Athens Goes 'Sci-Fi' for Olympics Security ; the Host City Has Spent $1.5 Billion on Antiterrorism Efforts for the Games, Which Open Friday
Coral Davenport Correspondent of The Christian Science Monitor, The Christian Science Monitor
It sounds like something from a futuristic fantasy: a vast computer surveillance network with thousands of hidden cameras and microphones that analyzes dozens of languages for terrorist chatter. It also includes chemical sensors that can pick up the first whiff of a biological attack, cameras that swivel and zoom at the sound of a gunshot, and a web of underwater cables and infrared cameras that detect the slightest threatening movement.
It's not a scenario from a Steven Spielberg blockbuster - rather, it's just a fraction of the biggest security network ever put in place for a nonmilitary operation: the $1.5 billion international effort set to protect Athens during the first post-9/11 summer Olympics.
"Athens' measures are unprecedented in history. We have had to redefine Olympic security, with the most complex planning for it ever. The budget alone is over four times that of [2000 host] Sydney's security," says Col. Lefteris Ikonomou, spokesman for the Greek Ministry of Public Order.
There is far more in place than high-tech gadgets. This Olympics will also be protected by an arsenal of Patriot missiles, AWACS planes, US battleships, and 70,000 police officers.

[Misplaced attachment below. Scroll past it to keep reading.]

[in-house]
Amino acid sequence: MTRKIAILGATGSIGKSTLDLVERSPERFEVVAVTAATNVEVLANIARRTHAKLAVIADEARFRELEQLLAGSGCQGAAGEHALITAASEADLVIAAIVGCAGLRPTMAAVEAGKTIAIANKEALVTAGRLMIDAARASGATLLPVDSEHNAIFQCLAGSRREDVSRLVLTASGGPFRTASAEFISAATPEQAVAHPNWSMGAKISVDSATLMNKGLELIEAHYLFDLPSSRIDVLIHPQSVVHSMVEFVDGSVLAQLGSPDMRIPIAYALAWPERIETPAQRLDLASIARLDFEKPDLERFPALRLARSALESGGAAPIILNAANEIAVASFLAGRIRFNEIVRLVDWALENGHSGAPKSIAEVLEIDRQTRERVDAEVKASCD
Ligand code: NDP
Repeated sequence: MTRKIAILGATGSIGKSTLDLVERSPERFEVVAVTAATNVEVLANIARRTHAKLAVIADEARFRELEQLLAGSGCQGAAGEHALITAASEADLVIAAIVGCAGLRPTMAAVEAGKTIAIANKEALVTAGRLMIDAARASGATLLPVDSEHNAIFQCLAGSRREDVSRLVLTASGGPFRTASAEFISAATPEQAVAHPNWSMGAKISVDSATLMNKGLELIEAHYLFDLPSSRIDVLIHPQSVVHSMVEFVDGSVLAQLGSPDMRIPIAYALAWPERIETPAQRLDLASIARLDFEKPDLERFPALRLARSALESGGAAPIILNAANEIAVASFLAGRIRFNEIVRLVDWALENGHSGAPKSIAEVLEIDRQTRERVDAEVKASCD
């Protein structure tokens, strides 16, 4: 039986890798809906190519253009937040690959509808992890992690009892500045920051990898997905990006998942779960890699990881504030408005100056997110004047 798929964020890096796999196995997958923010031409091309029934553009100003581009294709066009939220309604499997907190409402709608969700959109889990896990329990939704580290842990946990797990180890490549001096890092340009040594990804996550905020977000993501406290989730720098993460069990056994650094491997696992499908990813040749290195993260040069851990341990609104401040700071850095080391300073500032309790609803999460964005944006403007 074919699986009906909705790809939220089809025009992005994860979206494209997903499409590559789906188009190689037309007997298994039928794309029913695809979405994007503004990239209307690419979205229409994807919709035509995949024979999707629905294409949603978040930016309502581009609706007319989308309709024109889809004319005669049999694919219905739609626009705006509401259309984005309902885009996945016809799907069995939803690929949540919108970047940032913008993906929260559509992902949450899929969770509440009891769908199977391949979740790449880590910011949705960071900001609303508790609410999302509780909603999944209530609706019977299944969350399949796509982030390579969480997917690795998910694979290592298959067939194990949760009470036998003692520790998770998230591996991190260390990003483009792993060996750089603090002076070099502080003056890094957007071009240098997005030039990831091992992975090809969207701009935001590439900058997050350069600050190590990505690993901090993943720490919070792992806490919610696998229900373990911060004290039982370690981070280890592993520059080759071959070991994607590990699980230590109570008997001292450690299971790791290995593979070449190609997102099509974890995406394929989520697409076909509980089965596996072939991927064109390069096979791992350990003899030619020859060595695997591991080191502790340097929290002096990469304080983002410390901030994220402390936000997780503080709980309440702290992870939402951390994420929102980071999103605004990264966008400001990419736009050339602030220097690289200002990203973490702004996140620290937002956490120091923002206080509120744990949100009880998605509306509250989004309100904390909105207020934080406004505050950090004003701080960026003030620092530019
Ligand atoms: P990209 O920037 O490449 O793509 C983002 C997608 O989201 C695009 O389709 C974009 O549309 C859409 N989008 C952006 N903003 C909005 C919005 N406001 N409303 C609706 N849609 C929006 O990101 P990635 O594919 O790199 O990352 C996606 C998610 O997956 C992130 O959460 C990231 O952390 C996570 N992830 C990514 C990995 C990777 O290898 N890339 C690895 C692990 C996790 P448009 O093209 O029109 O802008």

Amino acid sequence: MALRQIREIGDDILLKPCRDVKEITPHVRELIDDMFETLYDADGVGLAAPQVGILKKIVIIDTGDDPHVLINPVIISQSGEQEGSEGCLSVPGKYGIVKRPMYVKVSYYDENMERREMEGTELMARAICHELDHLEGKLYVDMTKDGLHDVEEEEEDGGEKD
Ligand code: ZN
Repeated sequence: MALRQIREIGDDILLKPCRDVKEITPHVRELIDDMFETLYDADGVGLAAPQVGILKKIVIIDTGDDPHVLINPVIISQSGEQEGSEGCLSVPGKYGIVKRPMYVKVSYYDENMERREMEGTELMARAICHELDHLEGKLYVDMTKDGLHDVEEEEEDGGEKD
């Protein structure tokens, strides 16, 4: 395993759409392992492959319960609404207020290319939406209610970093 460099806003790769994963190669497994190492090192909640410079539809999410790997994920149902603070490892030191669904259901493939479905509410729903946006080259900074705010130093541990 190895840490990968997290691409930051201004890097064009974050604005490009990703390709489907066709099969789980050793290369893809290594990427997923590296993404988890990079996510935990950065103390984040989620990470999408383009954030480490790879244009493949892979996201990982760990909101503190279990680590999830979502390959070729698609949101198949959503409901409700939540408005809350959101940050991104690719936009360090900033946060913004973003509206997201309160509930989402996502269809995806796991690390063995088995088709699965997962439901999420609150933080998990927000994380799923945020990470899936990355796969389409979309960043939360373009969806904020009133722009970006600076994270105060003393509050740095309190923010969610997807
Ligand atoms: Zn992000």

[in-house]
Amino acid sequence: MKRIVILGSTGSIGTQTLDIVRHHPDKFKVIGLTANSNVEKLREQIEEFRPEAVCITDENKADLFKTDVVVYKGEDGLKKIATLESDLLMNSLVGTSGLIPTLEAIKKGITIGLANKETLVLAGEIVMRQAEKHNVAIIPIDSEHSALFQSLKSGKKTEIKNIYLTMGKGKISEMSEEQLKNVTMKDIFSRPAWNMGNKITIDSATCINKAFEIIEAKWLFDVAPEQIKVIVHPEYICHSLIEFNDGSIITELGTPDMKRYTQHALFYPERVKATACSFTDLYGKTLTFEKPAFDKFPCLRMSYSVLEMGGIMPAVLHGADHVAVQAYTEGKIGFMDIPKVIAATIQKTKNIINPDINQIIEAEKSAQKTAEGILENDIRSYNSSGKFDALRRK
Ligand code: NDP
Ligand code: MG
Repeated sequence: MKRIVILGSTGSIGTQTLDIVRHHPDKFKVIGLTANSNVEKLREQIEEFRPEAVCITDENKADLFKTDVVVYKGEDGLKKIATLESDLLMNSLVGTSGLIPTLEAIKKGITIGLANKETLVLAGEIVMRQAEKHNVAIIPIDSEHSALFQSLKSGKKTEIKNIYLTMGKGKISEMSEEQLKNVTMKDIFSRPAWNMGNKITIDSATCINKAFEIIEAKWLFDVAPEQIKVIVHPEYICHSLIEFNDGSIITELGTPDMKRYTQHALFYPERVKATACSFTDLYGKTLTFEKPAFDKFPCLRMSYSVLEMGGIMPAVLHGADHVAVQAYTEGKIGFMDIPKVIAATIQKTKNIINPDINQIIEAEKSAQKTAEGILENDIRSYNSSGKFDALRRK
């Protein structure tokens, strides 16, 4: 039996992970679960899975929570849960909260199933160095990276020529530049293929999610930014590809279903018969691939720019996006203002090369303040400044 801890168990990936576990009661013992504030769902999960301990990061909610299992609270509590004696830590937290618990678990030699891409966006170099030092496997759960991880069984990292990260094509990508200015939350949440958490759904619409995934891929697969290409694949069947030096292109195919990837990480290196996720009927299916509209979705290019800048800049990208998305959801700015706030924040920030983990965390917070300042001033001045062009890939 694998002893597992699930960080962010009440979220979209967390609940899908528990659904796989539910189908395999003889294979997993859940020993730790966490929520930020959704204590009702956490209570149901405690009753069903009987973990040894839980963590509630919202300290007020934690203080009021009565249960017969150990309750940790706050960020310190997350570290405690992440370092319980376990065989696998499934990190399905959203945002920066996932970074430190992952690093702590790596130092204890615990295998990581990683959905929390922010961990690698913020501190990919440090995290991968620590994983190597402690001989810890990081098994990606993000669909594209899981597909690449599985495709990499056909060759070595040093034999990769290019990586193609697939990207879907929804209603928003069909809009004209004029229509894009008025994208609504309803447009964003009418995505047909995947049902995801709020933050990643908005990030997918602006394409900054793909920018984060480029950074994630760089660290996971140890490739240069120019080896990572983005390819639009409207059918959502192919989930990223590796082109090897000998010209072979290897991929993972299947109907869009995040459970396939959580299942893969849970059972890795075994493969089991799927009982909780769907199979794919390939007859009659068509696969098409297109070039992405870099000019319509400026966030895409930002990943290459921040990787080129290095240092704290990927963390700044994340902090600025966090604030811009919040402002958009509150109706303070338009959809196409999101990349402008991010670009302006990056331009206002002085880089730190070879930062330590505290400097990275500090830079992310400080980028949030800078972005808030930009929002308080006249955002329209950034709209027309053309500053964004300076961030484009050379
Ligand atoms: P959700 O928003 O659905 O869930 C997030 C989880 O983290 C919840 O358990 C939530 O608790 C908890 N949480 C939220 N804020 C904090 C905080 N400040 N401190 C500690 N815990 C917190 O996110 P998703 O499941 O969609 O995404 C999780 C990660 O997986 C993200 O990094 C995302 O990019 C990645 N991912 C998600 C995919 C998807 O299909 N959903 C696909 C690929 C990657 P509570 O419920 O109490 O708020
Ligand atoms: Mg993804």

Another Olympic first is the level of international involvement in security. Analysts point out that Athens' need for extraordinary safety measures comes not only from its post-9/11 timing, but also from its volatile location at the crossroads of the Balkans and the Middle East, and its porous borders, especially its nearly 10,000 miles of coastline.
Security for the 2004 Games was planned with the input of newly formed international Olympic security advisory group, which includes members from the US, Britain, France, Spain, Germany, Israel, and Australia. NATO troops have been called in to protect Greece's borders and airspace, with a focus on coastline surveillance.
With all these measures in place, "it's impossible to say that there are 100 percent guarantees of security, but we can say that Athens is probably the safest city in the world right now," says Theodore Couloumbis, an analyst at the Hellenic Foundation for European and Foreign Policy, echoing a favorite statement of many Greek politicians.
But experts say there are still causes for concern. One may be the much-vaunted $312 million software network itself. It was installed by Science Applications International Corp. (SAIC), based in San Diego, which says it's the most complex such system it has ever built. SAIC representatives have also said that Athens' infamous Olympic construction delays led to major hold-ups in installing the software, and that a system that would normally take two to three years to install was rushed into place in only one year. …